Human Audio Libretto HD CD player




Human Audio is a young company founded in 2004, which tries to say something new in the Hi-Fi field as many other emergent realities do. And the Human Audio Libretto HD CD player has a lot to say. So, first of all, our respect to the men of the Hungarian brand.


These men are Peter Büdszenti, Research & Development, Krisztian Neukum specialist engineer and sales manager, András Gode, designer with studies and teaching experience in Italy, and Attila Juhász, tests supervisor.


Based in Budapest, Human Audio boasts an eclectic production that includes CD players also with DAC “HD” 24/192, USB interface, integrated amp, additional power plants, open baffle dipole loudspeakers and pneumatic suspension. The constant features are the battery supply and the intensive use of bamboo. For further info, click on the company’s webpage beneath the main photo.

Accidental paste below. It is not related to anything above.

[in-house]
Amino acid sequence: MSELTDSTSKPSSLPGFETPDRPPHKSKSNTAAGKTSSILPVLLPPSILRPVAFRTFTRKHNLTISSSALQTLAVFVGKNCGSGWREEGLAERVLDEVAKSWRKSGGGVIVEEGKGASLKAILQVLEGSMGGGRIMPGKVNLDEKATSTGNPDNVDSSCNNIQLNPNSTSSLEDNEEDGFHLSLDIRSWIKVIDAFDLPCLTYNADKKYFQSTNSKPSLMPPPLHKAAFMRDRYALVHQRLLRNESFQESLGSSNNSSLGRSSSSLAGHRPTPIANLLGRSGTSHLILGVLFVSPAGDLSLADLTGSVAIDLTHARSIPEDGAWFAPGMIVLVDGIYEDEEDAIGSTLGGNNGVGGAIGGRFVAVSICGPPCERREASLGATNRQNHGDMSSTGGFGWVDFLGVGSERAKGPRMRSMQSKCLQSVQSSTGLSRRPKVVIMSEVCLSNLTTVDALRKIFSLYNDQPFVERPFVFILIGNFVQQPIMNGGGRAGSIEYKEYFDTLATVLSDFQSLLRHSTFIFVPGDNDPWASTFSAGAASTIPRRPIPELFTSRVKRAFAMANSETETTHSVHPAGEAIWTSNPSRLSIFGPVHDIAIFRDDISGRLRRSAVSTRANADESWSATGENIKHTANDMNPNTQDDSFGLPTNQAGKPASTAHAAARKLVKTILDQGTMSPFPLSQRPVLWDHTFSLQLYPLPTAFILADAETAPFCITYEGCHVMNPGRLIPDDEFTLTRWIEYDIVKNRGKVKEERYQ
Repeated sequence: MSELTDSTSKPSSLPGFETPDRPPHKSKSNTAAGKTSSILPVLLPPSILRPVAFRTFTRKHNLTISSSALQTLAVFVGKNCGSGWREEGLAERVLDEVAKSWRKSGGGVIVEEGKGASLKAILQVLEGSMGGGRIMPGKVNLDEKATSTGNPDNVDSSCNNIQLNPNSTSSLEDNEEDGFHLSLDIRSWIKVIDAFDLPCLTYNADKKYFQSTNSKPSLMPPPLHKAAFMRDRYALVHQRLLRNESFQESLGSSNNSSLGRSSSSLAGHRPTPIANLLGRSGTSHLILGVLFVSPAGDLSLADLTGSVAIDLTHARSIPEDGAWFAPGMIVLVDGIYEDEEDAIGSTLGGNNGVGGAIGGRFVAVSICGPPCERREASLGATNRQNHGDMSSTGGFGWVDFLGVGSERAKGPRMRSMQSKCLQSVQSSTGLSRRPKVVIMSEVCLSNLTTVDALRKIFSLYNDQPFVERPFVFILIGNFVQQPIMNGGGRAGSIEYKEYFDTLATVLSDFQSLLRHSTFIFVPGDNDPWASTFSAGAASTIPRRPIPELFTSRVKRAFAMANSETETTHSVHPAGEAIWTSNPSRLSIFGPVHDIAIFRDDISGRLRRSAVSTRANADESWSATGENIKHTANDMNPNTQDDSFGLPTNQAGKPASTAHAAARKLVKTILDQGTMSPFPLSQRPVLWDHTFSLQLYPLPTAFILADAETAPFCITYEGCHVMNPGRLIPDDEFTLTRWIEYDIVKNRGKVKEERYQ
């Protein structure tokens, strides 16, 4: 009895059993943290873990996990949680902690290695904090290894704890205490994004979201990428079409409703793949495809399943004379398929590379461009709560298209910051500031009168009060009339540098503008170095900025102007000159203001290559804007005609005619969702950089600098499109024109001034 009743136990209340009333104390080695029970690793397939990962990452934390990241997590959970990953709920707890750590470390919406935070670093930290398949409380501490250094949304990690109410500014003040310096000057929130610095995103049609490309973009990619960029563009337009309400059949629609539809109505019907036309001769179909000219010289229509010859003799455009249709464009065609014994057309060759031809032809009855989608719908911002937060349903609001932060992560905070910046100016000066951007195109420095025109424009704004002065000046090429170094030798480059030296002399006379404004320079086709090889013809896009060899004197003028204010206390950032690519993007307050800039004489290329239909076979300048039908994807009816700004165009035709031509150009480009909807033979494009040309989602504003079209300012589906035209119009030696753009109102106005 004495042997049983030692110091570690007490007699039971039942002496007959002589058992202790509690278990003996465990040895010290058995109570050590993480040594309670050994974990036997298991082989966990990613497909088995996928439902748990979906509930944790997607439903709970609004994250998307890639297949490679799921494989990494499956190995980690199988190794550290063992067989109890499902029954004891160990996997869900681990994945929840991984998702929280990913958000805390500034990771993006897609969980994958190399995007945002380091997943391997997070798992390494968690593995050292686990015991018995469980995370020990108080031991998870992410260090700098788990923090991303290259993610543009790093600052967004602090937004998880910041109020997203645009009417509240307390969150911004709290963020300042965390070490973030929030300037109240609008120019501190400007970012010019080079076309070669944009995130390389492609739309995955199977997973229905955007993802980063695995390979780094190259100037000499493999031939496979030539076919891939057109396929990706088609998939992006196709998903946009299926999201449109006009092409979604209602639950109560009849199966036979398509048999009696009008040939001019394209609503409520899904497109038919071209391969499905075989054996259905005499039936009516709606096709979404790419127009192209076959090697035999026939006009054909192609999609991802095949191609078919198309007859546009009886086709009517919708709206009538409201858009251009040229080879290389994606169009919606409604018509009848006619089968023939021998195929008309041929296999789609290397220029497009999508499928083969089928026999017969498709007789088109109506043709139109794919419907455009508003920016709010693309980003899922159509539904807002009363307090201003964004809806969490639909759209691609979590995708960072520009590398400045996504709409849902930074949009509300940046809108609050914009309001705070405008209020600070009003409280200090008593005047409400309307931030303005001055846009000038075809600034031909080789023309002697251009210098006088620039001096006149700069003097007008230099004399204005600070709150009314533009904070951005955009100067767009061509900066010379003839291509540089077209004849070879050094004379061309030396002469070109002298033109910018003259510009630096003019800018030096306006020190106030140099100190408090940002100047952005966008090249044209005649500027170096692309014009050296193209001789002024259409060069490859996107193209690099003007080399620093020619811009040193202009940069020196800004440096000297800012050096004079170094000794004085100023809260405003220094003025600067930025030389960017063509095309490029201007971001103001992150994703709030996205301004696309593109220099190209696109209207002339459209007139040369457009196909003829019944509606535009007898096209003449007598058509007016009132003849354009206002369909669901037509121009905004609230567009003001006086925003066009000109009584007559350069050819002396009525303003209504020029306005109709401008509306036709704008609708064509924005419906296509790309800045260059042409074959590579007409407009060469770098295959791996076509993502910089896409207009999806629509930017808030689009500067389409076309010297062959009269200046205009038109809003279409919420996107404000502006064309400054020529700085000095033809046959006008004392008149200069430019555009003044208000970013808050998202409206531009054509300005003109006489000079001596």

We are talking about a situation - plenty of them in Italy - where few enthusiasts gather to create something original, heroic, risky, well below market price, innovative, crazy: it depends from your point of view, from its cost and...from the performances.



We have said bamboo and batteries. The design choice is challenging and extreme. We have recently spoken of a school of thought which tends to avoid metallic or conductive materials, if not indispensable, as well as the mains and its troubles: see our visit to Audio Consulting.

Bamboo is a light plant, one of the fastest-growing plants in the world and suitable for reforestation. Bamboo is of notable economic and cultural significance in East Asia, being used as building material for its low ecological impact and durability, for skyscrapers and scaffolding too.

We can affirm that Human Audio's manufacturing philosophy aims to a harmony between appearance and substance of the object and its performances. They think that an audio component made with natural materials gives a natural music.



The rich documentation provided by the importer, Fabio Carnicchia of Diatone Orgue, proves how much passion and enthusiasm can feed the knowledge of our sector also with scanty means. Unfortunately, sometimes happens that important manufacturers and distributors do not provide many info.